The Fighter – Tons of bonus feats make for an extremely flexible class that can be very powerful at low levels.  While I would normally recommend a Warblade instead, there are some situations where this class makes more sense.  Optimized for use with a spiked chain or good ranged weapon (or both), their extra feats can make Fighters pretty amazing.

  1. Steven
    March 29th, 2015 at 01:44 | #1

    I think the article needs to be adjusted for different situations. In a typical dungeon crawl or hack and slash campaign, these classes would probably be great, but set them into a city campaign where the city is run by anti-magic xenophobes and some of the priorities may shift a bit. I think you also need to consider the levels you will play the class at, not all campaigns will take the party up to max levels -the last campaign I went through we finished with the highest level at about 18 and the lowest level at 15 (DM’s house rule of meritorious leveling to keep the party more equally balanced). I do love the warlock class, and at low levels I think it is probably the most powerful caster class due to the ability to cast unlimited offensive spells, although outside of combat it is much more limited that sorc or wiz. Artificers and the ability to flood the party with magic items specifically tailored to their needs is also awesome, and from mid levels up probably the most diverse class since they can make themselves fill any role via magic items. My personal favorite is finding that character that makes the DM work for it -I was doing a low level adventure with a bard, and when we entered the room with a rust monster, he decided to try to break it like a horse. The fighter in the party wasn’t happy about it, but making the DM figure out how a rust monster would behave while being trained -and after- was great.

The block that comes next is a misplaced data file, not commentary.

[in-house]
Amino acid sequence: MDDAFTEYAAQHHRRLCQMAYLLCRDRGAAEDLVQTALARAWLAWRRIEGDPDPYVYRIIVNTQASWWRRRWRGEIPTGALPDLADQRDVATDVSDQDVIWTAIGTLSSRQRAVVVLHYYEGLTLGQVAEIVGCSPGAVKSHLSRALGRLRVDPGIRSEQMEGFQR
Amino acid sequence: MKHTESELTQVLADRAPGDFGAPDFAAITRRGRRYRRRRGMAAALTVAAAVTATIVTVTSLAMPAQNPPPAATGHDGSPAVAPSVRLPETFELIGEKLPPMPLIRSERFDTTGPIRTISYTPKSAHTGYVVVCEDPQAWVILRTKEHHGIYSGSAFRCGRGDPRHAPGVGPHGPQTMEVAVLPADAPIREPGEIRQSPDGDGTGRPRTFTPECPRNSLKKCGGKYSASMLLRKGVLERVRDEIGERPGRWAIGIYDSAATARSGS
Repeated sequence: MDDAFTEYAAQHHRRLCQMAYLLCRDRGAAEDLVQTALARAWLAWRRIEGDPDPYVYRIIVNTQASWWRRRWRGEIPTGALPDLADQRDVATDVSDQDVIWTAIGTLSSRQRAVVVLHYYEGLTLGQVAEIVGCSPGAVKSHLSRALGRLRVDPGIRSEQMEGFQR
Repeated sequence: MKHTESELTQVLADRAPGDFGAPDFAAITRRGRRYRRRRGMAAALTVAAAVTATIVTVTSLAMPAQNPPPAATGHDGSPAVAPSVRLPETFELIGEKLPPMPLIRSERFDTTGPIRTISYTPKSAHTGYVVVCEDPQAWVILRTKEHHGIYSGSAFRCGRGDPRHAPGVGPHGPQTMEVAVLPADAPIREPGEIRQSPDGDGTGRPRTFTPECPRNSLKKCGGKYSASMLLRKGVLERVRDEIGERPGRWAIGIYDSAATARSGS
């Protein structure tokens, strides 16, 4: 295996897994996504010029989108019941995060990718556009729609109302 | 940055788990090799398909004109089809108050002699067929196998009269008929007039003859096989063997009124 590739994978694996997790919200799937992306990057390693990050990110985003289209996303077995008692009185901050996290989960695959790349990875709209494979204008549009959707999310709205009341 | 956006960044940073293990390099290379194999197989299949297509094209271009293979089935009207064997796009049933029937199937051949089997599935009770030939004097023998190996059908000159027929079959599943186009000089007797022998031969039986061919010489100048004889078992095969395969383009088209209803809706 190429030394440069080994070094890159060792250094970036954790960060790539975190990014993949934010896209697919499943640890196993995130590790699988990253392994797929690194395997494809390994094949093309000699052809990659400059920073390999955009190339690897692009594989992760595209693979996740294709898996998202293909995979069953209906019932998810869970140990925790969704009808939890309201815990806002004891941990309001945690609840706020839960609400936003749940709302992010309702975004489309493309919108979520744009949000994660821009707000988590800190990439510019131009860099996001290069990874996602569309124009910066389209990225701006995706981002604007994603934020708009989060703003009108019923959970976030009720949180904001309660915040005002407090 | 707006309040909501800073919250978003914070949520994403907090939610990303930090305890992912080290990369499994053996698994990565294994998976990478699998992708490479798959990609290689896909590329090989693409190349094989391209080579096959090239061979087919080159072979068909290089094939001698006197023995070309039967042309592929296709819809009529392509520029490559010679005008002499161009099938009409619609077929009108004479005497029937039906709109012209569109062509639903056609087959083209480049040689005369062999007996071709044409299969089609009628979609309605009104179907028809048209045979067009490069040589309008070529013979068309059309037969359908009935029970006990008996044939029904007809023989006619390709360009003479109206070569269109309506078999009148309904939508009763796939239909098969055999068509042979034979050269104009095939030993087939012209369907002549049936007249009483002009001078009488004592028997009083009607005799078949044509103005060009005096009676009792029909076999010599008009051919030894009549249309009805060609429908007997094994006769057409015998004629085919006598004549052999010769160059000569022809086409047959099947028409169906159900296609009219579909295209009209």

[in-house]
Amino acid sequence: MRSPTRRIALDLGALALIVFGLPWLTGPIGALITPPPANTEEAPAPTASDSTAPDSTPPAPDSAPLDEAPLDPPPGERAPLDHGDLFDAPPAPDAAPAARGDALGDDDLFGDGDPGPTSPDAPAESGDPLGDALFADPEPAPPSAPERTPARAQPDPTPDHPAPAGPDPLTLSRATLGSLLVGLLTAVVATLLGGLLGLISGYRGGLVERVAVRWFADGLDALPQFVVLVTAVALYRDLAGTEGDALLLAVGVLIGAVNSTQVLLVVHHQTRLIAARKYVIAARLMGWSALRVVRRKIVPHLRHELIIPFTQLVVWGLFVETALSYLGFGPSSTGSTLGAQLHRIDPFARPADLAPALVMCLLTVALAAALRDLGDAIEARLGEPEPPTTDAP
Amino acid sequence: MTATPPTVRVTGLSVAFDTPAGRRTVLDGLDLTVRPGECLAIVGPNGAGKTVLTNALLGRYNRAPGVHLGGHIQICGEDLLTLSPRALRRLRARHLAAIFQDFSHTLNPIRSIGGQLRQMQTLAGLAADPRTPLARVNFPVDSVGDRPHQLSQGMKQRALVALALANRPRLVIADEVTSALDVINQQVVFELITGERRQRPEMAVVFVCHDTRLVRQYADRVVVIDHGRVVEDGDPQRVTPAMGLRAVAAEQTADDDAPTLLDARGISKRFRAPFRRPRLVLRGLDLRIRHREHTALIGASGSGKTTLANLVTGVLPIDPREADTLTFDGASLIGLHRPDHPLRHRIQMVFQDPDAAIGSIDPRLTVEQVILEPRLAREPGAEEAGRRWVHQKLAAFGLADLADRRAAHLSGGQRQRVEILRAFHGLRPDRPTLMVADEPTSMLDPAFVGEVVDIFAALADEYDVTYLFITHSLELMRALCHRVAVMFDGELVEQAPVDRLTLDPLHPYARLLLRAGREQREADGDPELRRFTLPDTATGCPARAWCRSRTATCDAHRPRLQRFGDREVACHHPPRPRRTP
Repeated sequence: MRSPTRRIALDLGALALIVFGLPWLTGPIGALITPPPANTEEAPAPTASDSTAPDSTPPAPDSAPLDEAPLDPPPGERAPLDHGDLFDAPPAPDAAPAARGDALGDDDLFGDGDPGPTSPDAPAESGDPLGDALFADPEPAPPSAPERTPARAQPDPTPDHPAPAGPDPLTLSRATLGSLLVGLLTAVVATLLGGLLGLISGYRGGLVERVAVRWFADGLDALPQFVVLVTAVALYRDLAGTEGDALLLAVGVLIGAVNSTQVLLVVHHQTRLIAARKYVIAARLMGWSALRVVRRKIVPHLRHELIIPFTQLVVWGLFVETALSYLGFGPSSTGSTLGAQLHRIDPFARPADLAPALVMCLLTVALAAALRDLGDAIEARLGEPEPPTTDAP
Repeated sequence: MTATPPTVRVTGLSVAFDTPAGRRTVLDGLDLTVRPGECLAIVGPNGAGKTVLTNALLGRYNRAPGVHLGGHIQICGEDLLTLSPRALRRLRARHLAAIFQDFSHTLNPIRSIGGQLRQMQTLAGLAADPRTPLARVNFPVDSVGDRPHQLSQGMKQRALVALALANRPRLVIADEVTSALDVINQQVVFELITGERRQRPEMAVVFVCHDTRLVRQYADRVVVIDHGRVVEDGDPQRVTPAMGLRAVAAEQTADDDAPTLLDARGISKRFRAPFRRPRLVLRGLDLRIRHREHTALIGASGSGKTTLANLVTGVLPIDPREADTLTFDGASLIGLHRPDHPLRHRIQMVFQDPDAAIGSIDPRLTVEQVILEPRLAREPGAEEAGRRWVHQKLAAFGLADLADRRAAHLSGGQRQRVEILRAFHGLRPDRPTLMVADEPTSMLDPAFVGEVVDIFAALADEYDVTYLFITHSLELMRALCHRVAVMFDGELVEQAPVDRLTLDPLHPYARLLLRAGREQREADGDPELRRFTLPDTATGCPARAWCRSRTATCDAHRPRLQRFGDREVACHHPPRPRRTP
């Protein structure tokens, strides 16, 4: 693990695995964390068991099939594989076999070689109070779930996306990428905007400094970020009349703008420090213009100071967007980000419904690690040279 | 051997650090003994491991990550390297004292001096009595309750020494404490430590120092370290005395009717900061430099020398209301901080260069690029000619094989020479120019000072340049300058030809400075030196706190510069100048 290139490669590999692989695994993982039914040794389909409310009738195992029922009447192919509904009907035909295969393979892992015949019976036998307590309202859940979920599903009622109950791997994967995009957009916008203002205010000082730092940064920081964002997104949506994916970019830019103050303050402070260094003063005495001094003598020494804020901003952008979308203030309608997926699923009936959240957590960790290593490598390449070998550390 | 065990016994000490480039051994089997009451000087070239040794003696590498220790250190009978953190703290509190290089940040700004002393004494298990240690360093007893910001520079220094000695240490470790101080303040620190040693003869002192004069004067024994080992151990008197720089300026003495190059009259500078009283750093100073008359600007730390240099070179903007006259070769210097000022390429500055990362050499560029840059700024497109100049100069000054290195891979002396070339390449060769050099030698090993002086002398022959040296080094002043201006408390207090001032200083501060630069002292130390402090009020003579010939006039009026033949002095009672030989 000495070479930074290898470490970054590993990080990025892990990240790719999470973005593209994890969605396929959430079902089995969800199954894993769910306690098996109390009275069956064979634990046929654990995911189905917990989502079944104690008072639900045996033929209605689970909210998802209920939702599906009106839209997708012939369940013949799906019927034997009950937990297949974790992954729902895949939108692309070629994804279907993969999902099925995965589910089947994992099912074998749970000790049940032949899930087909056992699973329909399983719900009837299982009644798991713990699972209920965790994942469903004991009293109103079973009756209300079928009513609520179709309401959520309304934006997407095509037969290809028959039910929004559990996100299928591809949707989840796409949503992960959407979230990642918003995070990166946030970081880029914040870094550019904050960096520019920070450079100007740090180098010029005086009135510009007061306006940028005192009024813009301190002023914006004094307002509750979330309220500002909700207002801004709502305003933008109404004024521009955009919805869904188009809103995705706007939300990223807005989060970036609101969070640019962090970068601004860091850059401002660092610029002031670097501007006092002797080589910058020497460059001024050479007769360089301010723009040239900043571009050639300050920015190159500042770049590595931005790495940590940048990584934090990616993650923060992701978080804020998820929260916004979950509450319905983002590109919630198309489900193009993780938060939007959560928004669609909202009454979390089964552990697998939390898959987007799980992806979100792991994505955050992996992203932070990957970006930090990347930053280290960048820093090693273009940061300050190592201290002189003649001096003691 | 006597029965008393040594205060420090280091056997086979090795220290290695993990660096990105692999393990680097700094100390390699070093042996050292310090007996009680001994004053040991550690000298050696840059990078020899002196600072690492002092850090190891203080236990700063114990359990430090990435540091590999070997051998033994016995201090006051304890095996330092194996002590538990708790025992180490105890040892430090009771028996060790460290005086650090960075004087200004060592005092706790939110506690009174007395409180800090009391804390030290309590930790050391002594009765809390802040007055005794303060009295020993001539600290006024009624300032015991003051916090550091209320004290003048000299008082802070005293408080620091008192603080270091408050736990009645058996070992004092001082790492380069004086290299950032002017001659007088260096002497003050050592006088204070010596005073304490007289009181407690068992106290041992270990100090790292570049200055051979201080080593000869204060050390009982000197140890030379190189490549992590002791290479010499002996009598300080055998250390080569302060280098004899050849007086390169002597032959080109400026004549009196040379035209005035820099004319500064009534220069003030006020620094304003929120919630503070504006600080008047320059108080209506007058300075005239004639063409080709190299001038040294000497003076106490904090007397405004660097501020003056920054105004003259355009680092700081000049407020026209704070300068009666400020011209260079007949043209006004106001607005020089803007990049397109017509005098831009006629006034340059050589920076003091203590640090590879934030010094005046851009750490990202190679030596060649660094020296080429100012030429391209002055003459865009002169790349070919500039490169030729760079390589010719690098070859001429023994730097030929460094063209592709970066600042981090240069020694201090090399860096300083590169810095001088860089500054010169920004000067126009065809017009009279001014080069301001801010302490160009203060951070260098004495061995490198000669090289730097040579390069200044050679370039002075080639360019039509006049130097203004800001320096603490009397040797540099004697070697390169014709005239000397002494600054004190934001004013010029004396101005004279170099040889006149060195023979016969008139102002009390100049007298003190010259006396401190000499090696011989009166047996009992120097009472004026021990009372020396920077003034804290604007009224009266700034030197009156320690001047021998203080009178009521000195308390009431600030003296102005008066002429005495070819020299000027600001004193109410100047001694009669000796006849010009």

2. Steven
    March 29th, 2015 at 02:00 | #2

    If optimization is an issue, I think the DM can just throw scenarios that the optimization is useless on. Personally I prefer entertainment more than power so I look for interesting classes or feats and I try to use them in unexpected ways. I also tend to roll abysmally so having characters at the same power level as the rest of the party doesn’t always help as much as trying to rack up role-playing points as long as it doesn’t cause a TPK.